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Getting pregnant: When is the BEST time to have sex?

Posted on May 1, 2019

best time to have sex to get pregnant


What and when is my fertile window?

Your fertile window is days during your menstrual cycle where it is possible for you to get pregnant. Women usually have a relatively short fertile window around the time where a mature egg or oocyte is released (ovulation). The egg can only be fertilised (by sperm, to make a baby) in a critical 24-hour timeframe after it has been released (ovulated).

Luckily, because normal sperm can stick around for up to 5 days in the fallopian tubes (the place in a woman’s body where sperm and egg meet each other), the fertile window is actually up to 6 days in length, leading up to and directly after your ovulation.

I use the analogy clinically, that the egg is like a movie star passing quickly down the red carpet and the sperm are like paparazzi, hanging around, hoping to snap-up the egg.

If you and your partner have sex early or late in your menstrual cycle, (providing ovulation is regular) the chance you will get pregnant is extremely low. This is the logic behind the “Billings” or “rhythm” methods for contraception, where couples actively avoid having sex in or around a woman’s fertile window as a reasonably reliable method of natural family planning.

When am I most likely to conceive (get pregnant)?

Your probability of getting pregnant naturally through timed sexual intercourse peaks in the 2 days leading up to ovulation and on the day of ovulation itself (the day you release an egg). Having regular sex during these days will give you the highest chance of conceiving.

By 24 hours after you have ovulated, your fertile window for that month (ovulation cycle) is over.

When should I have sex if I want to get pregnant?

I recommend having sex on at least every second day throughout the 5-6 days of your fertile window (i.e. at least 3 times during that week).

 

For personalised advice on the right time for you contact us

 

Is more sex better?

Not necessarily. Couples who have been trying for a while can tell you that sex every day can be exhausting and can actually kill the romance.

It can also cause discomfort. If you’re not in the mood, but trying with a pregnancy agenda and natural lubrication is not ideal, vaginal irritation can occur.

Second daily sex is statistically just as good as having sex multiple times in a day in terms of maximising your chance of conception.

What are the signs to let me know I am about to ovulate?

Ovulation is preceded by rising oestrogen levels. You can monitor this by observing fertile cervical mucous, basal body temperature and change (darkening) in the colour of your areolas (around your nipples).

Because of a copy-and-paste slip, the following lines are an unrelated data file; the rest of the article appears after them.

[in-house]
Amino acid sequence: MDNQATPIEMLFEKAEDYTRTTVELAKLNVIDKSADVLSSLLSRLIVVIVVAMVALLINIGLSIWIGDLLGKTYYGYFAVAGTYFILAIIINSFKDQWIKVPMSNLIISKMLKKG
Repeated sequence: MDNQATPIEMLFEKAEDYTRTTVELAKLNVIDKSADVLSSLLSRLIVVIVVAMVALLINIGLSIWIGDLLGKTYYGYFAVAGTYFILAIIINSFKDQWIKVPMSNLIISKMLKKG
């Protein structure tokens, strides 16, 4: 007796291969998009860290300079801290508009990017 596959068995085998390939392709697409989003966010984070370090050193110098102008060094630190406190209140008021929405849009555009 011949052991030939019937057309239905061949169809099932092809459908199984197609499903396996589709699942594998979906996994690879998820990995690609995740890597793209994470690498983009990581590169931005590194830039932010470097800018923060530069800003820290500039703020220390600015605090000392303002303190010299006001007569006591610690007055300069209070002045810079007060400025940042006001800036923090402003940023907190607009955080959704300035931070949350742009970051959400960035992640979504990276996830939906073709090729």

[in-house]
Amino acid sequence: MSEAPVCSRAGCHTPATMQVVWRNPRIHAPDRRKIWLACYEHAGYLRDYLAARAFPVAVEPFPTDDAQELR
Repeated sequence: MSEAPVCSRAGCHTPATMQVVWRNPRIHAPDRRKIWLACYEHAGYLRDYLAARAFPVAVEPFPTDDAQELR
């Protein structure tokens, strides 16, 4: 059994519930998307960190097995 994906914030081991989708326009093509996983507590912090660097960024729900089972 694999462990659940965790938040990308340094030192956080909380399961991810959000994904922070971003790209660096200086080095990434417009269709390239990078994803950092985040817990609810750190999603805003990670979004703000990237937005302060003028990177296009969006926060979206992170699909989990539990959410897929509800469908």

Typical stretchy “egg white” like cervical mucous means you are receptive to getting pregnant. A lot of women think“egg white mucous” means you are ovulating – it doesn’t. It is created in response to rising estrogen levels before ovulation. It’s a sign that you should start trying, not stop trying!

Many women feel naturally more easily aroused and interested in sex (increased libido) around this time.

Around 36 hours before you ovulate, you will have a luteinizing hormone or LH surge release from your pituitary gland. You can measure this surge in your urine using commercially available “ovulation test strips”. Actually what you are testing for is not ovulation per se – but a hormonal change that directly precedes ovulation. When your LH surge test is positive, it’s the perfect time to start having second daily sex to get pregnant.

Some women can physically feel when they ovulate (a pain technically known as mittleshmertz meaning “middle pain” – aka middle of the menstrual cycle) but many women can’t.

How do I know if I am regularly ovulating?

If you are having a regular menstrual cycle, where your period predictably comes at the same time every month – then you are definitely ovulating. The hormonal changes involved before and after ovulation are what results in your experiencing a predictable, regular menstrual cycle.

If your period interval is variable, you could still be ovulating sometimes. This is the case for many women who have milder forms of PCOS (polycystic ovarian syndrome). The challenge for women with this issue is two fold:

  1. You are not ovulating as often as other women so during the same 6 months you will have fewer opportunities to get pregnant.
  2. You have no idea when your ovulation will happen – how can you time sex accurately to get pregnant?

If this is your situation – my advice is to immediately seek specialist help. If this is your only problem, for a doctor with the right training (FRANZCOG and CREI) helping you to get pregnant will be easy – either by natural cycle tracking (using ultrasound to help you get the timing right) or by ovulation induction (to regulate your ovulation – giving you the normal number of opportunities to conceive over time). It is highly unlikely that a woman and her partner with only this problem will need IVF.